On night patrol for insurgents in the Oruba neighborhood of Kirkuk, soldiers of Bravo Company stop any vehicle they see to search it -- vehicles at night are rare, and suspicious. Anyone out at night is suspect.
The soldiers are like cops doing a traffic stop late at night in a bad neighborhood. In a few hours, the 11 p.m. curfew will start and anyone outside can be arrested.
The patrol stops a vehicle and soldiers in one of the two Humvees dismount and search it.
Spec. Kevin Harrington of Lewiston and 1st Sgt. Steven Woodall of Boise get out and stand guard. Spec. Michael Banks of Boise mans the machine gun turret in the roof of the Humvee. Their eyes constantly scan the streets, rooftops and shadows for movement.
Soldiers talk through an interpreter to the vehicle's driver. The car is filled with people, sitting silently, staring out the windows at the soldiers. The driver opens the trunk and hood at the request of the soldiers, who are looking for weapons and explosives. Lt. Aaron Jarnagin of Idaho Falls thanks the driver and makes small talk. He speaks a few Arabic phrases and the driver smiles. Jarnagin tells him he can go, and to have a good evening.
The patrol continues. The soldiers stop a few more vehicles, talk to anyone they see in the streets.
They ask, "Are you Ali Baba? Where's Ali Baba?" It's a generic term for the bad guys that both Americans and Iraqis understand.
— Roger Phillips
Their tickets home were practically in their hands, but three Bravo Company soldiers decided to cash them in for a $15,000 bonus and the opportunity to continue serving in Iraq.
Sgt. 1st Class Ron Oldham of Middleton, Sgt. Shaun Natwick of Kuna and Cpl. Paul Maisey of Caldwell stood before the eternal flame Friday, a Biblical landmark near Kirkuk, and were sworn in for six more years of military service.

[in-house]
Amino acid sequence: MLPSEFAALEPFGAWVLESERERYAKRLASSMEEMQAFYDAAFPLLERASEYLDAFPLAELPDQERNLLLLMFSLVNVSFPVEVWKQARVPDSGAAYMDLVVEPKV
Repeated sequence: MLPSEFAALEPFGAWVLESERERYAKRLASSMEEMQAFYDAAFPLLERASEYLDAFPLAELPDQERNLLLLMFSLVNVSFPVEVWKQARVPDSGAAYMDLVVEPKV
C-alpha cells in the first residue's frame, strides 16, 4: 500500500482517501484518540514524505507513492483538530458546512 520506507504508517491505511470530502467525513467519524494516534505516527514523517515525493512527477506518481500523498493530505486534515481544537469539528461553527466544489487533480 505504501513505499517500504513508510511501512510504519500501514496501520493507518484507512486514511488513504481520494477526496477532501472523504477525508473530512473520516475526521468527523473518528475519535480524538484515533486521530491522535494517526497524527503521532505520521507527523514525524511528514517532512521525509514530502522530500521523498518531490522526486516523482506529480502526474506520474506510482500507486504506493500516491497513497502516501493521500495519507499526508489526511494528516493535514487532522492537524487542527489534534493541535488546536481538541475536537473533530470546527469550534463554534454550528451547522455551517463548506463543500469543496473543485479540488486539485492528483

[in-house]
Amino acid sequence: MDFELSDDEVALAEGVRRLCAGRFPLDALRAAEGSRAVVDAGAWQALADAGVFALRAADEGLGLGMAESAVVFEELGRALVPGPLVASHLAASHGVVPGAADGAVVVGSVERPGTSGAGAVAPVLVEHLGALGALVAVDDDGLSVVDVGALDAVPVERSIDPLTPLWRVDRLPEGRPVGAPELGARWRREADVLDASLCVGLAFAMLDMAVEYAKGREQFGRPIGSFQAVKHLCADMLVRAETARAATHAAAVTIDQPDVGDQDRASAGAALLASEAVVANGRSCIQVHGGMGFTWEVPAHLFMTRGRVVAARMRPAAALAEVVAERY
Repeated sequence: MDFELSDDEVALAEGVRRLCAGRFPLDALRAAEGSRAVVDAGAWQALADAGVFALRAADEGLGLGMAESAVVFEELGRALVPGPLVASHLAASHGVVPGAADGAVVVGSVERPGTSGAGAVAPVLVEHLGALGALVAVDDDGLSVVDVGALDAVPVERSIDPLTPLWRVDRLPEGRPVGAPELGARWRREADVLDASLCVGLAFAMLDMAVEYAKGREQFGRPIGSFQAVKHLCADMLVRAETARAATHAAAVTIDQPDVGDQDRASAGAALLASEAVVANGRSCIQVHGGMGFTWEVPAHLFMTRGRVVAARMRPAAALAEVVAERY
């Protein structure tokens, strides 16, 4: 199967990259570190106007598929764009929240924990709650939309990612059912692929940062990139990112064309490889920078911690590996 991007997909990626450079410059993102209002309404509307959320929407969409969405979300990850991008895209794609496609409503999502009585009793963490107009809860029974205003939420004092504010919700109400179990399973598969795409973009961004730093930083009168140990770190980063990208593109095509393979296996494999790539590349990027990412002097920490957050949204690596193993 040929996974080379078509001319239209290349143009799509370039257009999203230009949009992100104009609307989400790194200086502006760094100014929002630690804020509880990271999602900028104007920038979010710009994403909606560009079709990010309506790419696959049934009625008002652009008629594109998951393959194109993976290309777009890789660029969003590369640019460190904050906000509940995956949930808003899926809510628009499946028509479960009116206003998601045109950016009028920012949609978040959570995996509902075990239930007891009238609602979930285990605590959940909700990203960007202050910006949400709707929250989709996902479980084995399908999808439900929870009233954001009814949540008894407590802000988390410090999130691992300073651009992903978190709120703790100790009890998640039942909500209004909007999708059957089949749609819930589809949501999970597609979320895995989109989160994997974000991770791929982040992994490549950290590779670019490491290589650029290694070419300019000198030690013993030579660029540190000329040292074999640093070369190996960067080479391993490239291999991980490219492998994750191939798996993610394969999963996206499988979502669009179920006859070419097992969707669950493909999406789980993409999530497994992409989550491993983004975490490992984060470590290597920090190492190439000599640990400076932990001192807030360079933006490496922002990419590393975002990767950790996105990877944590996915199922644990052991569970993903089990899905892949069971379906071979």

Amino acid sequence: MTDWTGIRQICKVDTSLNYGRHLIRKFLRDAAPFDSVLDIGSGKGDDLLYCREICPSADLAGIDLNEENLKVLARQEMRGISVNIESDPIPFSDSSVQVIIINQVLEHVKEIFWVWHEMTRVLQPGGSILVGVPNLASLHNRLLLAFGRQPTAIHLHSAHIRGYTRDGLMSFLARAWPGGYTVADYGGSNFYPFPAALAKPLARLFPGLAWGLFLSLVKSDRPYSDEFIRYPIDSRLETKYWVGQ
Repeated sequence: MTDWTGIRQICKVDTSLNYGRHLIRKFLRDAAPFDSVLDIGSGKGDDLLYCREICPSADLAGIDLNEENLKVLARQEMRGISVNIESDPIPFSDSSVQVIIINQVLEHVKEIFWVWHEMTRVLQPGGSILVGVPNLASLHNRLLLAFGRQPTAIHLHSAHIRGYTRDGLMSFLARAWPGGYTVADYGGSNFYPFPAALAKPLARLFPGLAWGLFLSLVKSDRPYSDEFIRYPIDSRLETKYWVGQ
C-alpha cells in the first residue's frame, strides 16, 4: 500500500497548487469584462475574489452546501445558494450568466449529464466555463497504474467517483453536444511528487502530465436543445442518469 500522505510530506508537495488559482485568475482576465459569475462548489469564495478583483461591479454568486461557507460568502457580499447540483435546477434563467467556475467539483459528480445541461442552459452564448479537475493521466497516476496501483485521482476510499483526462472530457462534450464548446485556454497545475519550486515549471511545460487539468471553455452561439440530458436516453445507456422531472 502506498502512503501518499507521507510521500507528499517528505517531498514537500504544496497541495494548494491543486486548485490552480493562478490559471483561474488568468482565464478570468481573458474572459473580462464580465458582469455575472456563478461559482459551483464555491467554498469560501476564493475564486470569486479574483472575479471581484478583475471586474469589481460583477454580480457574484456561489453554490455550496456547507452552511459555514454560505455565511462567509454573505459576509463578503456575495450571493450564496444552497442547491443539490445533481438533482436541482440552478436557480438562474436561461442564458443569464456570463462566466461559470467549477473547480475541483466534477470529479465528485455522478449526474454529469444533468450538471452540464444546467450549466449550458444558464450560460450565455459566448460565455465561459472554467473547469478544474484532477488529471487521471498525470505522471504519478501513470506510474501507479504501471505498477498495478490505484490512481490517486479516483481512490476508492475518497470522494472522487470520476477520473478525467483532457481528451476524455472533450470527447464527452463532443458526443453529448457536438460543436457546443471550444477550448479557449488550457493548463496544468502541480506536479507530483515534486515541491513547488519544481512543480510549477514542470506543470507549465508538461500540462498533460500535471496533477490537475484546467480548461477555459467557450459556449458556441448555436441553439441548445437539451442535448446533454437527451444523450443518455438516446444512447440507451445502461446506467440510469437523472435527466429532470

"It's Biblical and it has been around forever, and we've been around for ever, so it seemed fitting," Oldham said.
The eternal flame is a crater about 50-feet in diameter written about in the Old Testament. King Nebuchadnezzar threw Shadrack, Meshak and Abednego into the flames because they wouldn't worship his golden idol. The Bible tells of them surviving, unburned, because of their faith in God.
The three soldiers stood in the crater and near the flame. Actually, a little too close because a flame erupted near Oldham's feet and singed his boot while Lt. Col. Michael Woods of Boise administered their re-enlistment oath.
Oldham has already served 15 years in the military, and he said helping the Iraqis was a prime motivator for re-enlisting.
"I kind of like being here, actually. Seeing all these kids makes it better," he said. "Giving them a better future, that's what it's all about."
Before this enlistment ends, Oldham will be eligible for retirement. He said he never really considered getting out and going home.
"I'm in it for the long haul. I couldn't leave my guys back here," he said. "It's also kind of a family tradition. My dad was in and all my uncles and cousins, too."
-- Roger Phillips
For Cpl. Paul Maisey, deploying to Iraq has been, as Yogi Berra would say, "deja vu all over again."
Maisey was about to get out of the Marine Corps when the U.S. first invaded Iraq in March 2003. His enlistment was involuntarily extended, and he was part of the 3rd Battalion, 5th Marine Regiment that rolled from Kuwait through the southern Iraqi oilfields and into Baghdad.
Maisey spent an extra four and half months in the Marines after his four years were up before getting his discharge. Then he decided to join the National Guard for a year while he was attending Boise State University.
Maisey's one-year contract was supposed to end last August, but once again, it was involuntarily extended and he was sent to Iraq. He considered returning the Marine Corps, but decided to re-enlist in the National Guard.
"I got to be pretty good friends with these guys,” the Caldwell soldiers said. "I decided to stay with them and take some money, too."
Each of the soldiers will receive a $15,000 re-enlistment bonus, which the military is offering to keep forces in the service.
"The money is part of it, but if I didn't want to put on the uniform, I wouldn't do it for the money," Maisey said.
-- Roger Phillips
The $15,000 bonus for Sgt. Shaun Natwick will be shining in his driveway when he gets home to Kuna. He bought a brand new Harley Davidson, which he plans to ride for the first time when he takes leave.
All three know that signing on for another six years means the possibility of another deployment.
"I expect to be deployed at least one more time," Natwick said. "You've always got to expect that part."
-- Roger Phillips